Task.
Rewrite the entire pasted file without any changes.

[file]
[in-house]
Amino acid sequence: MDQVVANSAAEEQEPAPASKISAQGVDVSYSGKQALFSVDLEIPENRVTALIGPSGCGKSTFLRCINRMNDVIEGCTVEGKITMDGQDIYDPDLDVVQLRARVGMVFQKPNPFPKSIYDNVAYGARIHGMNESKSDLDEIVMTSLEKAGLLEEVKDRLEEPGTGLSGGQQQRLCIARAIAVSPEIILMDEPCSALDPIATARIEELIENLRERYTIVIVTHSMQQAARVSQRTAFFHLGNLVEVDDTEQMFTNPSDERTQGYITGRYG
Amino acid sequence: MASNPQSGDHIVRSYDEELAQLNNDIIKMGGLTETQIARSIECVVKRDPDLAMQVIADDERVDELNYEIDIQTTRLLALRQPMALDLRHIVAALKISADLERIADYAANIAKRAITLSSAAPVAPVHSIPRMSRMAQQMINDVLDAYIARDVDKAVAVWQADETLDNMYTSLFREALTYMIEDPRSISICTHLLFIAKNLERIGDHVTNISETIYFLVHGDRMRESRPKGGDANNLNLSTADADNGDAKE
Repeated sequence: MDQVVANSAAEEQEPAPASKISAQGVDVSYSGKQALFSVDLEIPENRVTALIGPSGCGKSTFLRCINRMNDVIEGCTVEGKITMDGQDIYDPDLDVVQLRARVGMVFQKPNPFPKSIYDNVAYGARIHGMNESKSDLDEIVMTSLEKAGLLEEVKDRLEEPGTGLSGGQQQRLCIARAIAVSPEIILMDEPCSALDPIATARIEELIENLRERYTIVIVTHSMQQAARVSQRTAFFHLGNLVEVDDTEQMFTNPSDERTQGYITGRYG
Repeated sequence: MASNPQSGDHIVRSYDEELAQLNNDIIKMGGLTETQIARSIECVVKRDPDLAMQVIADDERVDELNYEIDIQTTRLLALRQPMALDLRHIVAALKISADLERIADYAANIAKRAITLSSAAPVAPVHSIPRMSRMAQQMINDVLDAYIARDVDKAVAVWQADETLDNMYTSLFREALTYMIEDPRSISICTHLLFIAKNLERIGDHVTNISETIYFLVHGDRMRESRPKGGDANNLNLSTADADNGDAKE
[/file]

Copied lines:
[in-house]
Amino acid sequence: MDQVVANSAAEEQEPAPASKISAQGVDVSYSGKQALFSVDLEIPENRVTALIGPSGCGKSTFLRCINRMNDVIEGCTVEGKITMDGQDIYDPDLDVVQLRARVGMVFQKPNPFPKSIYDNVAYGARIHGMNESKSDLDEIVMTSLEKAGLLEEVKDRLEEPGTGLSGGQQQRLCIARAIAVSPEIILMDEPCSALDPIATARIEELIENLRERYTIVIVTHSMQQAARVSQRTAFFHLGNLVEVDDTEQMFTNPSDERTQGYITGRYG
Amino acid sequence: MASNPQSGDHIVRSYDEELAQLNNDIIKMGGLTETQIARSIECVVKRDPDLAMQVIADDERVDELNYEIDIQTTRLLALRQPMALDLRHIVAALKISADLERIADYAANIAKRAITLSSAAPVAPVHSIPRMSRMAQQMINDVLDAYIARDVDKAVAVWQADETLDNMYTSLFREALTYMIEDPRSISICTHLLFIAKNLERIGDHVTNISETIYFLVHGDRMRESRPKGGDANNLNLSTADADNGDAKE
Repeated sequence: MDQVVANSAAEEQEPAPASKISAQGVDVSYSGKQALFSVDLEIPENRVTALIGPSGCGKSTFLRCINRMNDVIEGCTVEGKITMDGQDIYDPDLDVVQLRARVGMVFQKPNPFPKSIYDNVAYGARIHGMNESKSDLDEIVMTSLEKAGLLEEVKDRLEEPGTGLSGGQQQRLCIARAIAVSPEIILMDEPCSALDPIATARIEELIENLRERYTIVIVTHSMQQAARVSQRTAFFHLGNLVEVDDTEQMFTNPSDERTQGYITGRYG
Repeated sequence: MASNPQSGDHIVRSYDEELAQLNNDIIKMGGLTETQIARSIECVVKRDPDLAMQVIADDERVDELNYEIDIQTTRLLALRQPMALDLRHIVAALKISADLERIADYAANIAKRAITLSSAAPVAPVHSIPRMSRMAQQMINDVLDAYIARDVDKAVAVWQADETLDNMYTSLFREALTYMIEDPRSISICTHLLFIAKNLERIGDHVTNISETIYFLVHGDRMRESRPKGGDANNLNLSTADADNGDAKE